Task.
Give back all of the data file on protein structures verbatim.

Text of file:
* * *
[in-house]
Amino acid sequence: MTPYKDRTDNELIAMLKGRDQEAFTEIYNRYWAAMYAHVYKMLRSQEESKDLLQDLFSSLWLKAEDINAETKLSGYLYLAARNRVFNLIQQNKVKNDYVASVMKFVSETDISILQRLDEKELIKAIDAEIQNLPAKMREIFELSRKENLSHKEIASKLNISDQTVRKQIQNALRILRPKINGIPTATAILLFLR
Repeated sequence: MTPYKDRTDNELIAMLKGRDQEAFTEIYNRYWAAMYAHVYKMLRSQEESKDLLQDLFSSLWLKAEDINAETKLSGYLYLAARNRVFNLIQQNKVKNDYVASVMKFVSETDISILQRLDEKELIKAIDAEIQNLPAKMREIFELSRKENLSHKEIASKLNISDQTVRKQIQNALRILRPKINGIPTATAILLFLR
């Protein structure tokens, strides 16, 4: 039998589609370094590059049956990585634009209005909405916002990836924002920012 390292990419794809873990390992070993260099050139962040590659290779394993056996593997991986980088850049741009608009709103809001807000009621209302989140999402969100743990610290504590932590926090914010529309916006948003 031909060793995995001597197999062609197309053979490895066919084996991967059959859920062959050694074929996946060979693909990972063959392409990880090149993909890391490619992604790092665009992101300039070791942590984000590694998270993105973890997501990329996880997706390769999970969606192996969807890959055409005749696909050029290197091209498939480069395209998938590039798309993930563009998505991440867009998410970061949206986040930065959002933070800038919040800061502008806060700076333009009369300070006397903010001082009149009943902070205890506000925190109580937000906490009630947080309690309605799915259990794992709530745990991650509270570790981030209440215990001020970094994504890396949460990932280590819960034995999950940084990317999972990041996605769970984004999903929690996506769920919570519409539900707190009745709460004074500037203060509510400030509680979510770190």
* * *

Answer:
[in-house]
Amino acid sequence: MTPYKDRTDNELIAMLKGRDQEAFTEIYNRYWAAMYAHVYKMLRSQEESKDLLQDLFSSLWLKAEDINAETKLSGYLYLAARNRVFNLIQQNKVKNDYVASVMKFVSETDISILQRLDEKELIKAIDAEIQNLPAKMREIFELSRKENLSHKEIASKLNISDQTVRKQIQNALRILRPKINGIPTATAILLFLR
Repeated sequence: MTPYKDRTDNELIAMLKGRDQEAFTEIYNRYWAAMYAHVYKMLRSQEESKDLLQDLFSSLWLKAEDINAETKLSGYLYLAARNRVFNLIQQNKVKNDYVASVMKFVSETDISILQRLDEKELIKAIDAEIQNLPAKMREIFELSRKENLSHKEIASKLNISDQTVRKQIQNALRILRPKINGIPTATAILLFLR
């Protein structure tokens, strides 16, 4: 039998589609370094590059049956990585634009209005909405916002990836924002920012 390292990419794809873990390992070993260099050139962040590659290779394993056996593997991986980088850049741009608009709103809001807000009621209302989140999402969100743990610290504590932590926090914010529309916006948003 031909060793995995001597197999062609197309053979490895066919084996991967059959859920062959050694074929996946060979693909990972063959392409990880090149993909890391490619992604790092665009992101300039070791942590984000590694998270993105973890997501990329996880997706390769999970969606192996969807890959055409005749696909050029290197091209498939480069395209998938590039798309993930563009998505991440867009998410970061949206986040930065959002933070800038919040800061502008806060700076333009009369300070006397903010001082009149009943902070205890506000925190109580937000906490009630947080309690309605799915259990794992709530745990991650509270570790981030209440215990001020970094994504890396949460990932280590819960034995999950940084990317999972990041996605769970984004999903929690996506769920919570519409539900707190009745709460004074500037203060509510400030509680979510770190």